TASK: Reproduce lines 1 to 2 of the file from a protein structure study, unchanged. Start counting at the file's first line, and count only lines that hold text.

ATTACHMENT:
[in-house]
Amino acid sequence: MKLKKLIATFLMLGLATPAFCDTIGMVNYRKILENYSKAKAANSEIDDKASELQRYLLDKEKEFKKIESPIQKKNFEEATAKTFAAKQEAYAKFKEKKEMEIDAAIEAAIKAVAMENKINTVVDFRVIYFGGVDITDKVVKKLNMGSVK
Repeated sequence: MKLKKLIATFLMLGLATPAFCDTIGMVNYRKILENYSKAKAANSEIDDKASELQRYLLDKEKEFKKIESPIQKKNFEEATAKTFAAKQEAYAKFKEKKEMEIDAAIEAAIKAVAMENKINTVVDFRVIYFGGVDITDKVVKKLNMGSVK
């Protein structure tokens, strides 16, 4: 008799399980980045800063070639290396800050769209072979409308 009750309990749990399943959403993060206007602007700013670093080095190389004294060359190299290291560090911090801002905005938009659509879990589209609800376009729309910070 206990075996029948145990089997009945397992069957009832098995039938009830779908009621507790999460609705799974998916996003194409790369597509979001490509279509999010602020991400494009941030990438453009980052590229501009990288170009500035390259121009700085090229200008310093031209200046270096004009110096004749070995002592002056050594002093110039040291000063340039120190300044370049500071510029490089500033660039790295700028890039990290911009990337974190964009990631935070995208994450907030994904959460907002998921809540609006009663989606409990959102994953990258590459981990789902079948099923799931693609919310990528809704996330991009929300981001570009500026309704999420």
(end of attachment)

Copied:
[in-house]
Amino acid sequence: MKLKKLIATFLMLGLATPAFCDTIGMVNYRKILENYSKAKAANSEIDDKASELQRYLLDKEKEFKKIESPIQKKNFEEATAKTFAAKQEAYAKFKEKKEMEIDAAIEAAIKAVAMENKINTVVDFRVIYFGGVDITDKVVKKLNMGSVK